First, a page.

Eurorack: discussion, advice, learning, questions (archive)

Okay! I’ve been messing around with Rings for a little bit and I’ve learned two things:

  1. Wow these cables seem so short all of the sudden
  2. I need more of them!

I’m having some trouble wrapping my head around it, but that’s okay as it gives me something to experiment with! I learned the hard way that the Midi 2 CV output of 0-Coast defaults to an lfo. Rings kept dancing around the pitch I was playing and I was really worried that something was wrong with the module! Fortunately I was able to deduce the problem thanks to the CV outputs of the Keystep.

I’m really glad I started with a Keystep and 0-Coast. They’re both so flexible and useful in the learning process. I’m happy to have all the modulation options of the 0-Coast, but I’m also very glad to have a Maths incoming so I can free up some of those patch points. Looks like I’ll be picking up some stackables or a multiplier for my next purchase…

I just can’t get over how immersive and personal of an instrument modular is! Even though I’m just fumbling around at this point I still feel like the sounds I’m making sounds unique to me. I suppose it could be because this is my ‘nice’ hardware synth, I’m sure I would have similar feelings if I sat down with a Prophet or Sub37, but it’s a warm feeling to know that my instrument will grow and evolve with me. I suppose part of the reason it feels so personal.


That’s what gave me the modular buzz too! Any patch that you build is put together piece by piece, giving a real personal connection to what your creating. It’s almost like audio Lego’s for grownups :grinning:

That was my first practical lesson too! Followed closely by “I need more attenuators” :slight_smile:

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Yeah - two straight-up analogue oscillators, ideally identical ones, can lead you to some fun places. I’ve greatly enjoyed a pair of fairly straightforward 3340-VCOs in my system, not just for the rich analog tones, but also for the FM and sync tones they unlock.

Yeah, mults/stackables are pretty much a necessity, if only to explore the notion of “related things happening simultaneously”. The cheap little Intellijel Hubs are nice passive multiples.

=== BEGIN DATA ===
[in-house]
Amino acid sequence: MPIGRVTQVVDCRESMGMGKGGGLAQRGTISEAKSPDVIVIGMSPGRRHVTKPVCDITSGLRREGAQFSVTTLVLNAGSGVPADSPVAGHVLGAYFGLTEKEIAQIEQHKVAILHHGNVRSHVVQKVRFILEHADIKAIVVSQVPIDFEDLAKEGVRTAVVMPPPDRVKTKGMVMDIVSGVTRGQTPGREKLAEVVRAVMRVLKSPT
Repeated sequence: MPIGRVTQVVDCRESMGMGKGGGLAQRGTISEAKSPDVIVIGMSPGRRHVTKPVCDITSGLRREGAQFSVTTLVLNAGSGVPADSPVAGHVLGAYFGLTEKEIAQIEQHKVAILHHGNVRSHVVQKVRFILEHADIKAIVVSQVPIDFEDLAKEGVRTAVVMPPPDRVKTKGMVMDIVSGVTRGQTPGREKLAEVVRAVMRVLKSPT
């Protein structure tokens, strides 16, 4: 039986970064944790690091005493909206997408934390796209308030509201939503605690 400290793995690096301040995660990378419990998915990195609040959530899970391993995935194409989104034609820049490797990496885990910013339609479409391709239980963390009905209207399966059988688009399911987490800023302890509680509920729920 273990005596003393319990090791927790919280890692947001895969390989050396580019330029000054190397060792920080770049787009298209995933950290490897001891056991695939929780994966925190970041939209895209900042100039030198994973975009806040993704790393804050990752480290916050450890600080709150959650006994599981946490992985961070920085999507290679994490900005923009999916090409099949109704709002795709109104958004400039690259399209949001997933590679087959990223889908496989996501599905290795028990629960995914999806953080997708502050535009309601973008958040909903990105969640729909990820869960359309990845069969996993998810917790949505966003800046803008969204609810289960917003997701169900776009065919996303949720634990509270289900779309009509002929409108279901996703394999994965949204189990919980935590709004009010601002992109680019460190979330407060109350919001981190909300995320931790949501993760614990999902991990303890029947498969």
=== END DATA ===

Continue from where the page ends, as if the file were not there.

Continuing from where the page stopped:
How do I figured out what power supply I have? It came with my case and I’ve just been plugging stuff in.

Looks like the power supply found in Pittsburgh cases - where did you get the case?

Looks like some kind of Meanwell.

@n-So @infovore

Bought it from someone who builds them. But forgot to ask details. Now I can’t find his contact details :man_facepalming:

Would say its meanwell or some clone…
Normally there’s a sticker on the bottom. As far as I can see on the picture it‘s only two or three screws :wink:

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Shouldn’t be necessary to point out, but just to be safe: Turn it off, pull the plug and make sure that it’s off for a while before removing those screws and looking around.


Jep. You are totally right.

Please (really!!) unplug from mains!!

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Maths and 10 more patch cables showed up today. For a while I had a sequence running on Rings while Maths and 0-C (err, could be interpreted for Ornament and Crime, what’s the agreed upon acronym for an O-Coast?) provided modulation for everything else.

I’m very content with where I’m at sonically, but I would like my next module to be a sequencer with some non-linear options. The Keystep works okay for auditioning patches, but I’d prefer something that I can mount in the rack that can sequence both the 0-Coast and Rings. Keystep does only one at a time, with the other source being played by the keyboard.

Is Marbles a good option for this sort of application or am I off base? From what I can tell it would be almost exactly what I’m looking for, but I’d like to be sure before I commit!

Marbles is not strictly speaking a sequencer. It generates ‘musically interesting’ gate and CV patterns with an orientation towards pitch control, which you can have influence over. But you can’t create a determinate sequence with it.

Most eurorack sequencers have nonlinear options. Rene is probably the most popular in that vein but certainly not the only one.

Marbles is really cool! But also not going to be available until at least July.

I’m fine waiting until next month to purchase anything. You have some control over notes/scales with Marbles correct? Or is it totally random.

I haven’t considered René, as it will force me into a bigger case. Maybe that’s a good thing though, the happy ending kit is already getting cramped :grin:

Would I need/want a quantizer with either one? Thanks again for all the help everyone, I’m sure some of the beginner questions can get old.

René has a built in quantiser. Check out James Ciglers videos, and the Make Noise ones.

I don’t know about Marbles but Rene has a quantised output that lets you pick the notes as well as an unquantised output. It’s a really good sequencer and the ability to clock the axes separately gives it a lot of flexibility. Also the touchpads add a lot of options.

Marbles has a quantizer yes, with 6 scales built in and the ability to set your own if you choose. You can set the degree to which the notes are chosen, ie on the installed major scale you can tell it to lean towards octaves, fifths, thirds, or filling in all the notes, and then into semitones.

It’s very flexible and could be just want you want… It’s just not a sequencer on its own. But it can produce pleasing melodies that you can have a fair amount of influence over.

Mimetic Digitalis is another option to look at – it’s sort of like a 4-channel Rene, minus the touchpads, in 10HP. You can’t program skips in it like Rene, but the 5 triggers and 4 CVs to address it, knob recording, etc. all work together nicely if you have a source of multiple clocks/gates (like Teletype, Marbles etc.)